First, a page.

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March 2, 2007
Education Commissioner Blomberg Announces New Resources For Tracking Teacher Misconduct
TALLAHASSEE – Education Commissioner Jeanine Blomberg announced today that beginning in the next school year, parents will be able to search an online database to see if any disciplinary action has been taken against an educator’s teaching certificate. The Web site is one of the new resources in development by the Department of Education to inform parents, school administrators and the general public about teacher certificate actions. Similar to other licensed professionals like physicians, accountants and pharmacists, teachers are subject to action against their certificate for wrongdoing.
“School districts can already access disciplinary action against a teacher at any time and parents should have the same information,” said Commissioner Blomberg. “The best way to protect students is through a transparent system of information.”
While the new Web site, www.MyFloridaTeacher.com is being developed, the Department of Education has posted new resources to its Web site, www.fldoe.org/edstandards/. These include a Frequently Asked Questions section, school district contact information and an explanation about the role of the Department of Education. All of these resources will be available on the new Web site this fall, as well as a technical assistance section for principals and school district staff.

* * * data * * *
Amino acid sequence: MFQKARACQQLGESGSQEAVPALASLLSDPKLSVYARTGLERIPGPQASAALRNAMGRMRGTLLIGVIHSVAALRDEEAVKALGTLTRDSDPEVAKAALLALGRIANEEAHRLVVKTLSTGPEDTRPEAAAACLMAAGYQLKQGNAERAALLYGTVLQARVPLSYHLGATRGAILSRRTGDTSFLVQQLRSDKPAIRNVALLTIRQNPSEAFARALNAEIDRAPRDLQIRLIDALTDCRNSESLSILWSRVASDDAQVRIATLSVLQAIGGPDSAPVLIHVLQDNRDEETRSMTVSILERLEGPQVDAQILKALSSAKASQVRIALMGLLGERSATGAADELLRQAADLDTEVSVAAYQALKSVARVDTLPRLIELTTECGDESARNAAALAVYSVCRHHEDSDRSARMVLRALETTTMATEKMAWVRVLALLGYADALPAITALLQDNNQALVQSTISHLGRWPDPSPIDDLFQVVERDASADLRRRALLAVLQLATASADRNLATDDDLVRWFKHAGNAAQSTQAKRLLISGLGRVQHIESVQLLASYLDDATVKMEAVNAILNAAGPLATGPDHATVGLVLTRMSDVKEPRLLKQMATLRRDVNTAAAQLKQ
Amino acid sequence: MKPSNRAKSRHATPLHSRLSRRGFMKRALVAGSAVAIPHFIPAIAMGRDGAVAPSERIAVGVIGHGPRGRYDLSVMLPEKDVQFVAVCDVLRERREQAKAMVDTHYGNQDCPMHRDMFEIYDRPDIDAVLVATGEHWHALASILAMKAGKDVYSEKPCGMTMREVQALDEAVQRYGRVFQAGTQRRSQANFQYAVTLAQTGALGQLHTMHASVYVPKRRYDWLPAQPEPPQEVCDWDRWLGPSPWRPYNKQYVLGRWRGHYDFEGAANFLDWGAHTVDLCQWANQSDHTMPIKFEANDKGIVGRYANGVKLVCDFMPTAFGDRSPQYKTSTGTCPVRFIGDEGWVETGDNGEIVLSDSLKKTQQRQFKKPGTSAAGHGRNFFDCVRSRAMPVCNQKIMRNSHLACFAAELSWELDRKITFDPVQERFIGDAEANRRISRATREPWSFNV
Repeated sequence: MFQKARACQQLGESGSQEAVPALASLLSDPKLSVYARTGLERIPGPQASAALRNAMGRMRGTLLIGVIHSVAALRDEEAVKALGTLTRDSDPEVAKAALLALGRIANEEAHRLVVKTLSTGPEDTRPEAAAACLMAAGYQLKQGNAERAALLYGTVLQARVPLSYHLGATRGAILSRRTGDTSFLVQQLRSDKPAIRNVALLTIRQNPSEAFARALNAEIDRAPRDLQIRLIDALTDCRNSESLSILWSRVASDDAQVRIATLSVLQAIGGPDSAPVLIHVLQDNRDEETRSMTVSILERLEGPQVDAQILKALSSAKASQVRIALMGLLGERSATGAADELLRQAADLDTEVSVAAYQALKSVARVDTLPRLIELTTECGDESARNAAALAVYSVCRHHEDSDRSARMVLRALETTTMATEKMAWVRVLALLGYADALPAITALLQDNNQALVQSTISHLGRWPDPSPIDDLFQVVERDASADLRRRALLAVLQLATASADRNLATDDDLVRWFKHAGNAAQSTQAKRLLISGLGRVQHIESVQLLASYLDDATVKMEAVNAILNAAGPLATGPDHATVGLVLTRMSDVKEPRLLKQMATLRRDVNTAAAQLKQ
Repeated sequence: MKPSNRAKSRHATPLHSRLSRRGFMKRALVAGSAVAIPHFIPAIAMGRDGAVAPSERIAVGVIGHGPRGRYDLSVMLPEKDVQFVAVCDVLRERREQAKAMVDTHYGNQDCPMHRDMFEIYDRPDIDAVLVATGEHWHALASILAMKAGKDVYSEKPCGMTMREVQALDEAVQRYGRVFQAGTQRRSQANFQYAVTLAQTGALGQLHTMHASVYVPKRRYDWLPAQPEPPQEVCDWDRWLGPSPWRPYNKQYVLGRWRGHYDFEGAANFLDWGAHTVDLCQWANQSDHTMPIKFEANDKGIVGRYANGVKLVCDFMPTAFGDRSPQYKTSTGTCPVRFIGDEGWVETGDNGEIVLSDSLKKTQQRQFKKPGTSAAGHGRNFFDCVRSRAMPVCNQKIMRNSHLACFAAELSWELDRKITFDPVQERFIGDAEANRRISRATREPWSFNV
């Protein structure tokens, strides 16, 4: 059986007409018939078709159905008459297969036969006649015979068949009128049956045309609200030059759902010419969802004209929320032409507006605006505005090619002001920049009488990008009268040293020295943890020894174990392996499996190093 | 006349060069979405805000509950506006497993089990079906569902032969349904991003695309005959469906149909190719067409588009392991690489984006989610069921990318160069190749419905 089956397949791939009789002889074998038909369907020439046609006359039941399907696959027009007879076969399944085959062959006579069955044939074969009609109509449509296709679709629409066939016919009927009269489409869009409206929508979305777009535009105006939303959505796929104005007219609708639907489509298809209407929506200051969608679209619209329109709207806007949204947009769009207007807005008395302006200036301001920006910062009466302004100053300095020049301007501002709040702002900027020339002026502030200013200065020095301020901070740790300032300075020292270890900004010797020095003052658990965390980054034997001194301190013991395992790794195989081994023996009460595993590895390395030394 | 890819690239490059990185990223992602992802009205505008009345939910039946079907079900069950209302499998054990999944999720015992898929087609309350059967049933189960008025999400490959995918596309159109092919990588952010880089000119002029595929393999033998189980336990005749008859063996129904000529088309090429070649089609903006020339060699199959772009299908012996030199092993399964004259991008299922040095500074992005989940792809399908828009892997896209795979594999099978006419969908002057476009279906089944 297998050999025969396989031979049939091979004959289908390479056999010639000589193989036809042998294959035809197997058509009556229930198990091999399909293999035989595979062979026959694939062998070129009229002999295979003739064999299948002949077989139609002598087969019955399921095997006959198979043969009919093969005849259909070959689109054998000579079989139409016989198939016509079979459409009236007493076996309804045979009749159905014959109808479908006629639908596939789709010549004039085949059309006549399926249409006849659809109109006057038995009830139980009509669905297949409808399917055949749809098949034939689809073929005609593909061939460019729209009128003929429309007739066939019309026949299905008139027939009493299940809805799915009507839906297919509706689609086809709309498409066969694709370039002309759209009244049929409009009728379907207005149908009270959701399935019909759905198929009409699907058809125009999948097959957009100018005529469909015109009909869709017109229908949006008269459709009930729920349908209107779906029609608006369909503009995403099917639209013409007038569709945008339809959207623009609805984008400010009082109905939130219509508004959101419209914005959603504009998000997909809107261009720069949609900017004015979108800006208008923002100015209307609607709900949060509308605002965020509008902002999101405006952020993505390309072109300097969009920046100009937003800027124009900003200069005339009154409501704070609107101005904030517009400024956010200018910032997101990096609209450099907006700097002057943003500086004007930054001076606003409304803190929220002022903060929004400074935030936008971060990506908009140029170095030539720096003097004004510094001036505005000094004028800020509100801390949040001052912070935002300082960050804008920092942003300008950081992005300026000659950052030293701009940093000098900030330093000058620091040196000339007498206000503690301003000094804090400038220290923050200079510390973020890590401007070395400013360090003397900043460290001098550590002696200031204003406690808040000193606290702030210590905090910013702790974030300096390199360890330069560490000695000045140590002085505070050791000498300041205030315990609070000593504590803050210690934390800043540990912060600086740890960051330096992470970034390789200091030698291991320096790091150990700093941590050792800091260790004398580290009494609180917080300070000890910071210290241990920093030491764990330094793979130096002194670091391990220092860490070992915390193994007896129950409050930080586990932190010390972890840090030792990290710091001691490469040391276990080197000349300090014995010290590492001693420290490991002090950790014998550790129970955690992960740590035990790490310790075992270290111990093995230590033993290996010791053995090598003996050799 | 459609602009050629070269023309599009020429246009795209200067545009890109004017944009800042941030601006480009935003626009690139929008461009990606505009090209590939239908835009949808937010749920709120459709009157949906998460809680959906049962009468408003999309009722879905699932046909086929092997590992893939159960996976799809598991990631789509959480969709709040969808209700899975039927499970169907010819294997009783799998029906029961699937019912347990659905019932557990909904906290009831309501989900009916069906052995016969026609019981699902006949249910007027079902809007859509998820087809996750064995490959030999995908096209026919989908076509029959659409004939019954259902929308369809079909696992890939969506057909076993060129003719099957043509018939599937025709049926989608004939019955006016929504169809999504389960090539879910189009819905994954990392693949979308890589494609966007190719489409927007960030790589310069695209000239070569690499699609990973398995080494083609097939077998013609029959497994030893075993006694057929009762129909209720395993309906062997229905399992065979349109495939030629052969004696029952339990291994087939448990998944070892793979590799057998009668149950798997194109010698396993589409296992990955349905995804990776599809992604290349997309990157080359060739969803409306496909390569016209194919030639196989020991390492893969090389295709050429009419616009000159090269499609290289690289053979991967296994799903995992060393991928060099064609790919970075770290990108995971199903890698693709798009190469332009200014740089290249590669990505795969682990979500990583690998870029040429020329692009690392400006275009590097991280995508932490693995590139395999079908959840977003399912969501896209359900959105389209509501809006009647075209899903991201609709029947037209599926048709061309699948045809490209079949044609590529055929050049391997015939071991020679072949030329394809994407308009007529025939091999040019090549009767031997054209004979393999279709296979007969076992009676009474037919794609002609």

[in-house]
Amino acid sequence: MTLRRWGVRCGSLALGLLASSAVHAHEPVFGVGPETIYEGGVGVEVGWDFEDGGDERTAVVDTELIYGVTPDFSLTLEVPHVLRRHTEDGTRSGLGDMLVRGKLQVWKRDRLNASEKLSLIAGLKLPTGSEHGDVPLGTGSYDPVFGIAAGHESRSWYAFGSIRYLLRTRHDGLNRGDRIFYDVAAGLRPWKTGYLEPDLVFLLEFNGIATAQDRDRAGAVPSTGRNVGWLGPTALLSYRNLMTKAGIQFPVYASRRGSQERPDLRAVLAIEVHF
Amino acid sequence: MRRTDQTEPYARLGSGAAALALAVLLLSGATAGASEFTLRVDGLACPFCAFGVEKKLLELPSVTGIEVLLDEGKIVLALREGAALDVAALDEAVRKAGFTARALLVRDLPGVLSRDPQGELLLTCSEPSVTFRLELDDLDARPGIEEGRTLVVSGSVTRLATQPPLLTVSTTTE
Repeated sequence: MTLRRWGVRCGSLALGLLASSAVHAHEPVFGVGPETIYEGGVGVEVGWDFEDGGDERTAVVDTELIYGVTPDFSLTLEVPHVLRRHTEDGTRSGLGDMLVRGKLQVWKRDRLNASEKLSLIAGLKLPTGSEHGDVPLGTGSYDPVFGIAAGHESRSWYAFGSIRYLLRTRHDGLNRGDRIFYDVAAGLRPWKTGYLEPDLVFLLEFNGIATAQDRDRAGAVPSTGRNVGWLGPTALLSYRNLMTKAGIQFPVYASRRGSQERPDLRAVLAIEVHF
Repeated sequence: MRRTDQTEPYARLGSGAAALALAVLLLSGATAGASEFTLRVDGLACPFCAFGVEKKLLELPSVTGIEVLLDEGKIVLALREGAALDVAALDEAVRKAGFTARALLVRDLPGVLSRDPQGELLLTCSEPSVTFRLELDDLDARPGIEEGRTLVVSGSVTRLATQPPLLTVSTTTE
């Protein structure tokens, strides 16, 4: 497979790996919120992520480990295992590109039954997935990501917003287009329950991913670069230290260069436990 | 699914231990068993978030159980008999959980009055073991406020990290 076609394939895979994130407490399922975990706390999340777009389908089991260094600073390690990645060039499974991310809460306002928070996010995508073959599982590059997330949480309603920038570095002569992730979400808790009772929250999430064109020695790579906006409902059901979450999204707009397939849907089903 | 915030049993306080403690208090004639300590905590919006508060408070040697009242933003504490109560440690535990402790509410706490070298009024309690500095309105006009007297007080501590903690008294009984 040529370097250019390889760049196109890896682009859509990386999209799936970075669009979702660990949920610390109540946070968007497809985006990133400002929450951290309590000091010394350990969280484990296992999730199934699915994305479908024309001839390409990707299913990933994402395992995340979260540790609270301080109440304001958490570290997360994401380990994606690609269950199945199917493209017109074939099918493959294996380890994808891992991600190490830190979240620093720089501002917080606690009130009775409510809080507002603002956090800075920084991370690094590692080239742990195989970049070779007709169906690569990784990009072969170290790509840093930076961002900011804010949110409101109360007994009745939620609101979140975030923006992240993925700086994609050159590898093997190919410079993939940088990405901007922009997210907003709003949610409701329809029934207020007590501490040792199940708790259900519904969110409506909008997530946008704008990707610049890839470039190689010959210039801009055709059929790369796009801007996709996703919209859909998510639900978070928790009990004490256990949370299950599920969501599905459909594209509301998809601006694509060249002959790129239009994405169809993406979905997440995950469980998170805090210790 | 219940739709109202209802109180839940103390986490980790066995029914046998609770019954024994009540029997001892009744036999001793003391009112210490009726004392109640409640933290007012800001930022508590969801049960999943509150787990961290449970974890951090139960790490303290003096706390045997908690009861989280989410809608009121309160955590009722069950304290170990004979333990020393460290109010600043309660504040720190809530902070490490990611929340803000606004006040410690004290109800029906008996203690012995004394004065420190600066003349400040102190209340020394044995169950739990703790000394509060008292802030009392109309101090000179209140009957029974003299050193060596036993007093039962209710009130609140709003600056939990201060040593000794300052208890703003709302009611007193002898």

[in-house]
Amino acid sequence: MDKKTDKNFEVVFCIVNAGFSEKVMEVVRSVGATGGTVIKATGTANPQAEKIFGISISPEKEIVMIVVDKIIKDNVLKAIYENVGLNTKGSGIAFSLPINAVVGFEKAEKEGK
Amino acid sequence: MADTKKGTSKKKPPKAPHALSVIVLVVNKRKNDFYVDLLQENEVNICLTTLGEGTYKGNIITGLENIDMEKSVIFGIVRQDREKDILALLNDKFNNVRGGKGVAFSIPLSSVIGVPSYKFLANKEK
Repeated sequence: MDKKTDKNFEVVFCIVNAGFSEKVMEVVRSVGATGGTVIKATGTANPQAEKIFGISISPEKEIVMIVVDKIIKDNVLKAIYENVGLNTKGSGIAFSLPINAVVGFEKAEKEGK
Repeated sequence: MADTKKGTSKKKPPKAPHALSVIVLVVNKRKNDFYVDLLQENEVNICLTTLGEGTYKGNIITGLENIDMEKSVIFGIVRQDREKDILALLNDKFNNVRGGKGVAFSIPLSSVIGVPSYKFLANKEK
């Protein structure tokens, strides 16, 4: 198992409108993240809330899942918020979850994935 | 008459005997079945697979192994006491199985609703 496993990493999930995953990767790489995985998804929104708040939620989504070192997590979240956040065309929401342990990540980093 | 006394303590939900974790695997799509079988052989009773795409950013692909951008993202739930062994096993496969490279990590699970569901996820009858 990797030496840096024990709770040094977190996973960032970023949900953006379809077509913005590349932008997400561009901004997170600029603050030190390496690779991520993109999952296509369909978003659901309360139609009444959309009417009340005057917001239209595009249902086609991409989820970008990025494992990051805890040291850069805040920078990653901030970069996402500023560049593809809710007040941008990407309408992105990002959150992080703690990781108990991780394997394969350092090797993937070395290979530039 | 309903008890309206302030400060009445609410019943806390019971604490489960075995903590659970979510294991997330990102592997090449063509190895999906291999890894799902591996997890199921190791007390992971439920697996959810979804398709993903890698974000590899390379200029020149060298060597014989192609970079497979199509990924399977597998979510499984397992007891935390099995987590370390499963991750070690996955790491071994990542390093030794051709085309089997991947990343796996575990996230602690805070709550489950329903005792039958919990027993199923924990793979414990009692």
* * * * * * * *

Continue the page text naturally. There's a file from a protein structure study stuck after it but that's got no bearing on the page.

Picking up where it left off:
This week, during the Florida Association of School Personnel Administrators spring conference, K-12 Public Schools Deputy Chancellor for Educator Quality Pamela Stewart will provide training to district school administrators about new features on the state Bureau of Educator Certification system. The improved system makes final orders and all state correspondence available for districts to view and download. Districts are encouraged to regularly search the system to be fully aware of any actions taken against an educator’s certificate. All school districts were contacted today regarding the new system.
As part of these enhancements, the Department of Education will require investigators to obtain nationally-recognized certification, convene an advisory council of school personnel administrators to assist in the development of tools to aid districts, and increase the quality and frequency of professional development for district- and school-level staff regarding teacher misconduct.
The Department of Education’s Bureau of Professional Practices Services investigates alleged wrongdoings by teachers in Florida who hold a teaching certificate. Penalties against a teacher’s certificate are issued by the Education Practices Commission. The Education Practices Commission is a quasi-judicial body of peers and lay persons established in law who determine what penalty should be issued in the final orders.